I am very excited to share the modding tools, and guide, but currently its too early to share that. (more to come on this later)
Engineering & Architecture
By October 2020 we had an AWS API Gateway talking to a cli websocket client broadcasting messages about some dummy game state. There was no characters, story, or world for Steel Pinion yet, but we had us a C4 Context diagram! Please note, this was back in 2020, so things have changed a bit since then. Still, I decided to share the original diagram to capture the simple purity of the early days. Perhaps we started with data because we are engineers first, or maybe there was another reason...
The big idea was to setup a central service where the actual game logic lived. Completely isolating any rendering away from the engine; then theoretically, any client that meets the network contract can play.
Even though we had a boss database design, slick network design, and arguably okay class design in Unity3d; we were missing one very critical facet... GRAPHICS! The game looked like nothing. It was full of text and squares, and thats it. I suppose in Unity we rendered them as cubes, if its any consolation at all...
We made the mistake of searching for "airship battle" images on the internet. The images we got back were glorious insane depictions of unique fantasy ships flying through the clouds blasting eachother apart. We badly wanted ambitious 3D models that could reflect the images we saw, but neither of us knew the first thing about modelling :/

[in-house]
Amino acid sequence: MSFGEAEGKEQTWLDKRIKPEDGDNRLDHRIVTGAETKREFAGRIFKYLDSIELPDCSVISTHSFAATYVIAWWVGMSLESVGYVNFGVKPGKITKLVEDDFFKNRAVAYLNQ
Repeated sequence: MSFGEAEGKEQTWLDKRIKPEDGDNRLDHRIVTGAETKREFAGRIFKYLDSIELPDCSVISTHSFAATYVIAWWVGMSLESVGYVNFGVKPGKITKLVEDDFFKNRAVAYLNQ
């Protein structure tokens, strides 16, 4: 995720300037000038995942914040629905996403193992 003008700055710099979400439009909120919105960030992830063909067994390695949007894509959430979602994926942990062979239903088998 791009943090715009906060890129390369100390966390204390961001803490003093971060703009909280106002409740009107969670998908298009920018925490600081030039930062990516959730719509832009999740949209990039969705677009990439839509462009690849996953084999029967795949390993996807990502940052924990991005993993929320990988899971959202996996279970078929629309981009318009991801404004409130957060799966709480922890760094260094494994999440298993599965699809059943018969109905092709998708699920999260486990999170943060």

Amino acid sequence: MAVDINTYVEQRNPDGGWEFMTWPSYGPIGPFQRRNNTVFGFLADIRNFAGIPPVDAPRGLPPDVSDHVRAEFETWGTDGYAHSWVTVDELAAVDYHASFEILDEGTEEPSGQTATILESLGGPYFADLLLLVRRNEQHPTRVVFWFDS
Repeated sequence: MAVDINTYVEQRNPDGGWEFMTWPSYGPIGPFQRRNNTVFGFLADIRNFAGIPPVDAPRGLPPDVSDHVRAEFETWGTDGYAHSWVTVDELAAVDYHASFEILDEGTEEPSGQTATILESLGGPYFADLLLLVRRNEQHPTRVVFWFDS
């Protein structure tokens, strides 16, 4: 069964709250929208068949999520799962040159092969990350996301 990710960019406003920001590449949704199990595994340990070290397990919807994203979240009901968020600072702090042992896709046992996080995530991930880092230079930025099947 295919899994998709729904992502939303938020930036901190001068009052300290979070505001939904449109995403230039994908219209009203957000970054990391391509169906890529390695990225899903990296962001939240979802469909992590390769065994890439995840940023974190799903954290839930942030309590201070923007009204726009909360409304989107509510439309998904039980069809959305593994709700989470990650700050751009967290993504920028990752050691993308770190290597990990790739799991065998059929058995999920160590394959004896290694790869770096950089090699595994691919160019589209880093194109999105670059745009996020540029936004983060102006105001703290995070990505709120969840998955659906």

So we did what any programmer would do and used primitve shapes as a placeholder for the non-existant 2d graphics we'd settled for. Sadly, we didn't think we had the chops to deal in 3d, so we didn't even try.
Old Man Euclid
I still remember all the remedial math classes I had to take growing up. A room after school, during lunch, or even recess at times. A few kids staring blankly into a chalkboard with a tall adult blabbing on about symbols on the wall.
Who even cares about this stuff? What use is it?
The answer to those questions wouldn't come until about halfway through my professional career as a programmer. Thats right. I skirted my way through life with only basic arithmetic and even became a self-taught professional programmer without ever understanding advanced forms of mathematics. My journey is far from over in this space. I've not "arrived" by any description.
Math is extremely relevent because mathematics is central in game design. A game is merely a fancy collection of patterns dressed in glamorous imagery. This is not to take away from the experience a gamer has! Since a human gamer's imagination coupled with these patterns form distinct experiences that mold and shape thoughts. Thoughts easily lead to emotions that then go on to influence that person's life for better or worse.
By this point in 2020, I was still just copying math snippets from stackoverflow whenever I needed something remotely complicated for SteelPinion. I had no idea how much this was holding the project back; how much I was holding myself back by avoiding old man Euclid and his elements...
Steel Pinion Comic Update
Check this out this colored page revealing some of SteelPinion's world lore! (The description explaining "what the heck is going on", will come in later updates)
In the next entry, the plan is to cover Nov 2020 - Jan 2021